How to Grow Your Media List
Once you’ve developed your plan, the next step in executing a successful PR campaign is identifying the right people to reach out to about your latest project or campaign. Of course every business wants to see their product or brand on The Today Show or named as one of Oprah’s Favorite Things, but there are literally thousands of media outlets out there that could be a potential fit for your brand. From a media perspective, brands are the most often relevant to publications based on geographical proximity or how well a brand fits the reader’s aesthetic. A Los Angeles-based publication, for example, will be more interested in a local designer than one from New York. Most PR professionals will tell you to start with local, then regional, then national coverage. This is a good general rule, but with so many digital outlets it’s no longer so cut and dry.
No matter your approach, don’t make the mistake of undervaluing local media. Local newspapers, television morning shows, magazines and radio stations appreciate human interest stories and supporting local businesses. And, unlike the national publications, staff are typically more accessible. A bit of outreach to your local media, alma mater or birthplace can result in media clippings that look great in a press portfolio, and you may find your local audience to be some of your biggest supporters.
With so many traditional print magazines building out their digital opportunities, it may be easier to begin by reaching out to online editors. The web presence is typically looking to fill more space, as they are competing with publications and blogs that release multiple stories each day. It varies how closely the web and editorial teams work together, so keep that in mind when reaching out.
Make Media Research Fun
Take an afternoon and spend it at your local bookstore or favorite newsstand. Immerse yourself in your industry’s section. Yes, this is work!
Instead of merely flipping through and reading what interests you, put on your PR hat. Examine the different kinds of articles being written. Then ask yourself a few key questions, like: • What headlines catch your eye? • How is the information organized? • What writers are writing what recurring features? • What are the price points?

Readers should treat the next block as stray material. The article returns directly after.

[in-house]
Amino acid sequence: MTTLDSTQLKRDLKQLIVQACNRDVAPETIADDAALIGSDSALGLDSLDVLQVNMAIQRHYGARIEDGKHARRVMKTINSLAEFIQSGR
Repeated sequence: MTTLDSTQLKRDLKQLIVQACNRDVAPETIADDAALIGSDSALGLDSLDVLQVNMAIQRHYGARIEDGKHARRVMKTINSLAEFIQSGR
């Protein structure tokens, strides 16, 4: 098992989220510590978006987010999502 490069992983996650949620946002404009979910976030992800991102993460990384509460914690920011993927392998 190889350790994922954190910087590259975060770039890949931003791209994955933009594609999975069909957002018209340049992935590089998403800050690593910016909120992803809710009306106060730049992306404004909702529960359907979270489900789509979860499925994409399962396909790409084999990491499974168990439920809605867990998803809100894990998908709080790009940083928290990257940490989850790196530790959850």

The goal of this exercise is to learn from what the publications on your radar are already doing and incorporate those learnings and awareness into your research.
Develop a Media List
In the world of media, editors assign stories to writers, staff or freelance, while a producer is responsible for deciding on the news and radio stories you hear each day. When putting together a list or figuring out who to pitch, you want to make sure to get contact information for the right media professional.
For example, you want to reach out to the fashion editor or features editor rather than the publisher or editor-in-chief. Of course, if you are a beauty brand, connect with the beauty editor, a health brand, the health or fitness editor, and so on. It’s important to do your due diligence, even when you have an editor’s title, because some editors have very specialized beats. A magazine might have two health editors, one responsible for nutrition and another for apparel or trends.
If you haven’t already guessed, a media list is simply a list of contact information—journalists, editors, bloggers, and television producers. These days, many writers are freelancers without official magazine email addresses, so it’s worth a shot to search for email addresses on Google or try a firstnamelastname Gmail send off. You just might get lucky!
You can purchase a media list through paid service, work with a PR agency that will reach out to media on your behalf, or do your own research. If you do decide to create your own list, you can try to find email addresses by crafting a pitch and then sending it to several different common nomenclatures and seeing which ones bounce back.
Or, find an email address for the advertising department, whose contacts are easier to come by, to figure out the proper email format. Then, find the byline of a writer who recently wrote a piece that fits with your brand, and send off that pitch!
Pay attention to out of office replies as well, as these often include an alternate contact. These days, many writers are freelancers without official magazine email addresses. Also, many writers and editors list their emails on their Twitter profiles. You can also try to connect via LinkedIn.
Once you begin to reach out to the media, keep track of any useful bits of information, like the mention of a pregnancy, favorite vacation spot, or birthday. Your media list should contain contact information as well as a section for notes.
As your brand gains momentum, you will start to receive inquiries directly from media that are interested in your collection. When you do, make sure to add in their information to your list.
Curious about what a typical media list might look like? Feel free to use this template as is or customize it to suit your specific PR needs.
Have you identified your target media contacts? If not, what’s holding you back?
Oh, did you say you wanted more help building that master media list or brilliant PR plan of yours? Well, you should probably check out The Buzz: A Media Darling’s Guide to Press Coverage and get on the wait list for Hearsay’s soon-to-be-launched PR mastermind group.